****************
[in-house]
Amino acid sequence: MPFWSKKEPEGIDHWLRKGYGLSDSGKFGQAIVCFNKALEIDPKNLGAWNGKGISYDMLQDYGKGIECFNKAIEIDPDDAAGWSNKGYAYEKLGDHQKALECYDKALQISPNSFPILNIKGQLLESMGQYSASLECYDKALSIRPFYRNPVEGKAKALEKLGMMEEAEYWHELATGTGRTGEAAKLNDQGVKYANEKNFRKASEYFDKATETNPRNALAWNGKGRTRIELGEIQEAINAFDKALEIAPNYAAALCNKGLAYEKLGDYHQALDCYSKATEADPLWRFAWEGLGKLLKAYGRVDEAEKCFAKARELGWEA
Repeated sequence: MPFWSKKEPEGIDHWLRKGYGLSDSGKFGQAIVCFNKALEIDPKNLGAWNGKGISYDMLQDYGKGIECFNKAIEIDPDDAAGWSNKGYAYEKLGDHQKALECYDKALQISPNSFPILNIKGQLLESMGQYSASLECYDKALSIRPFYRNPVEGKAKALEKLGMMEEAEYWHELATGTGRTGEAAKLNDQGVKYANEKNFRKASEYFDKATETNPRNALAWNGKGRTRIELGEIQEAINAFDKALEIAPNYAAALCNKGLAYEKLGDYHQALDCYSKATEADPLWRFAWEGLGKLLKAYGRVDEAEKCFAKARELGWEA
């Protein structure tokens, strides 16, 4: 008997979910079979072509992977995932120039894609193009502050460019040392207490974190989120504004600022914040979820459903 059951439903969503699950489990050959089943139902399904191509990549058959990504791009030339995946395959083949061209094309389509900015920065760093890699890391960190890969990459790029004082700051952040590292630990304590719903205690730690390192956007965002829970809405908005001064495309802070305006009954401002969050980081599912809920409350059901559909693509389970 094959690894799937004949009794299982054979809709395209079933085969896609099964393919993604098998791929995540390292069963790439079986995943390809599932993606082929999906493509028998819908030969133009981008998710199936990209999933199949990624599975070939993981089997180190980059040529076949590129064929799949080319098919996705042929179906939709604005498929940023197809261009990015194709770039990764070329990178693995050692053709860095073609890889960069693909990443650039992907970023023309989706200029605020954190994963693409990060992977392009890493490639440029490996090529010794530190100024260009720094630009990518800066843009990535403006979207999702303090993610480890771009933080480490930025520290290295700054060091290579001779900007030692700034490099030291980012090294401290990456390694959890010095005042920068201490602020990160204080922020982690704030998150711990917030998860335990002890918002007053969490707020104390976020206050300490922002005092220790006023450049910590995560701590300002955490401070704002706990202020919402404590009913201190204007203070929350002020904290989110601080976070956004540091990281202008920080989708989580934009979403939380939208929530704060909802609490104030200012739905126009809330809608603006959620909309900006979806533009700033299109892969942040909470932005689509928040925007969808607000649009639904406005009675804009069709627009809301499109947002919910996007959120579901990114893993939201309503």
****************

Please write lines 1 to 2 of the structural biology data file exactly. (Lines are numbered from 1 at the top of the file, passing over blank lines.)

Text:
[in-house]
Amino acid sequence: MPFWSKKEPEGIDHWLRKGYGLSDSGKFGQAIVCFNKALEIDPKNLGAWNGKGISYDMLQDYGKGIECFNKAIEIDPDDAAGWSNKGYAYEKLGDHQKALECYDKALQISPNSFPILNIKGQLLESMGQYSASLECYDKALSIRPFYRNPVEGKAKALEKLGMMEEAEYWHELATGTGRTGEAAKLNDQGVKYANEKNFRKASEYFDKATETNPRNALAWNGKGRTRIELGEIQEAINAFDKALEIAPNYAAALCNKGLAYEKLGDYHQALDCYSKATEADPLWRFAWEGLGKLLKAYGRVDEAEKCFAKARELGWEA